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Locals look to get their products into new Whole Foods store in Nashua

Dan Cybulski never thought he would be making mustard for a living. But this past January, the Contoocook resident left his job at Banks Auto to work full-time for Blackwater Mustard, the business he and his father, Steve, run out of their residential kitchen.

Business has grown since they started about five years ago, and their product won a gold medal in a 2011 worldwide mustard competition. The mustard is sold in more than 30 stores across the region, and last week, Cybulski was hoping to take it even bigger.

He represented the family run company at the Whole Foods Local Supplier Summit held in Concord last Wednesday, with the hope of getting the mustard in the state’s first Whole Foods, which is opening up in Nashua on Aug. 19.

“This is the first shot,” he said at the summit, which was held at Bektash Shriners Center. “I had trouble sleeping last night. . . . I just want it to work out.”

Cybulski was one of more than 300 local farmers, producers and artisans from across the state who came to the summit to learn more about Whole Foods and how to get their products on the stores’ shelves.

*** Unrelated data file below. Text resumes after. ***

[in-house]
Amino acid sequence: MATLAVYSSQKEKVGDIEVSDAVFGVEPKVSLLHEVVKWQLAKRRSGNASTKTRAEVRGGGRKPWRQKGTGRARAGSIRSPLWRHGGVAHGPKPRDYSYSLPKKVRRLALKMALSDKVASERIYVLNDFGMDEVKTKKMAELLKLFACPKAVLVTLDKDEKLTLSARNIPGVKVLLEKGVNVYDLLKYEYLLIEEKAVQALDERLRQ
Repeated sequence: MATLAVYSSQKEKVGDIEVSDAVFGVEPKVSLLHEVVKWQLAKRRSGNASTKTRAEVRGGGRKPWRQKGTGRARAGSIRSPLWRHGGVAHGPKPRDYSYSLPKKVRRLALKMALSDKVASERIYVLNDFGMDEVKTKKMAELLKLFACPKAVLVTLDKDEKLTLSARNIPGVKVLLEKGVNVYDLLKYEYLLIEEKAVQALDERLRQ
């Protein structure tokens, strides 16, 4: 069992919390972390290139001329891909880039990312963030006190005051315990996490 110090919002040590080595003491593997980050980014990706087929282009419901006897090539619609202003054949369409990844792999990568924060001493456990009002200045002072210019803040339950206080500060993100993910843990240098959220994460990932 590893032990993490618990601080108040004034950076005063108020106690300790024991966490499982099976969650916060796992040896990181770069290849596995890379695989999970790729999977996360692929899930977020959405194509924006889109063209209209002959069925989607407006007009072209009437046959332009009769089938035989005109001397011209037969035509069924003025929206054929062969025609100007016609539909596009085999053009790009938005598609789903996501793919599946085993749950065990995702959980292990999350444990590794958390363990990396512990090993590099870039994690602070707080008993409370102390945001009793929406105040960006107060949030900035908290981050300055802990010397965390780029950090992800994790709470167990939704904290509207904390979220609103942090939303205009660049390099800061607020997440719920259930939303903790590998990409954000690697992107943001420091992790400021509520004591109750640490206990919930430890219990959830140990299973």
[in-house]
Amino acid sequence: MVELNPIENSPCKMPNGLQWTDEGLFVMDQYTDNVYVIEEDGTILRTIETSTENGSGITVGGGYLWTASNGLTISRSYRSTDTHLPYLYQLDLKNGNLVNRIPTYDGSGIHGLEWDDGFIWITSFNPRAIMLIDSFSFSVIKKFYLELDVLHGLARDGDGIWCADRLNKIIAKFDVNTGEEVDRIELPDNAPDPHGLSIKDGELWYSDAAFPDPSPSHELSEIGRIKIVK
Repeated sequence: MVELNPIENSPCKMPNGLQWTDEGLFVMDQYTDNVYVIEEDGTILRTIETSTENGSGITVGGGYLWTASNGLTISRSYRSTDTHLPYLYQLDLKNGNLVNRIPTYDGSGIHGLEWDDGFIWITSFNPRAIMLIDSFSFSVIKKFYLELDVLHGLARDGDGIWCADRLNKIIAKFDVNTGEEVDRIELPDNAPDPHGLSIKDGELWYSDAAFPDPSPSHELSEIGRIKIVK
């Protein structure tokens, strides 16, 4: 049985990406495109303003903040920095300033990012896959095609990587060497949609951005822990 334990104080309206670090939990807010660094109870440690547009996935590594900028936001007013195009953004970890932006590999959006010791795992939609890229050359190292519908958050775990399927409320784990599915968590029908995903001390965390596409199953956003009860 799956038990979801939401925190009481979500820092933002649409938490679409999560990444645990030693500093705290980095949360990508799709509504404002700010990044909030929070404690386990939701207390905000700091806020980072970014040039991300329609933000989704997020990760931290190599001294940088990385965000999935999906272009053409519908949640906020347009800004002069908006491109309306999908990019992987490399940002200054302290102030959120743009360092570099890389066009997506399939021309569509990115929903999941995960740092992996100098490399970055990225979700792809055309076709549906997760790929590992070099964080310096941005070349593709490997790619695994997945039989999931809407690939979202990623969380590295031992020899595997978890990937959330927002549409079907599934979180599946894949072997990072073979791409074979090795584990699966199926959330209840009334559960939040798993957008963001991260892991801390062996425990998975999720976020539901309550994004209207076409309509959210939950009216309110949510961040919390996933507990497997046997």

For the Whole Foods team, the summit was a chance to gauge the strength of the state’s local movement and to help streamline the company’s so-called “on-boarding” process, which helps get local products into the store.

“The amount of local producers we have here in the area is amazing to us. . . . It is the most we have ever had in one of these events,” said Philip DeVito, the Nashua store’s team leader. “I think we are going to have an extremely strong local presence within the store and I think that is what Nashua has asked for.”

The Nashua store will be a full-service Whole Foods Market, equipped with a seafood department, natural organic produce, a grocery department and artisan breads. Although the company doesn’t have a set quota for local produce, DeVito said, Whole Foods tries to source locally whenever possible because it’s the local products that shape the stores.

“Clearly the interest is there from the New Hampshire suppliers and we’re just eager to get going,” said Lee Kane, the Whole Foods regional forager. “We would love to have as many of those products on the shelves as we can.”

Over the daylong summit Wednesday, Whole Foods representatives outlined its local producer loan program, its product development process, its quality standards and how local producers can begin the process of getting their products in stores.

“We’re looking for unique interesting items that hopefully nobody else carries,” Kane said. Right now, he said, the most important thing Whole Foods’s customers are asking for is transparency.

“They really want to know where the product came from, they want to trace it back to the grower, to the rancher, or the fisherman,” Kane said.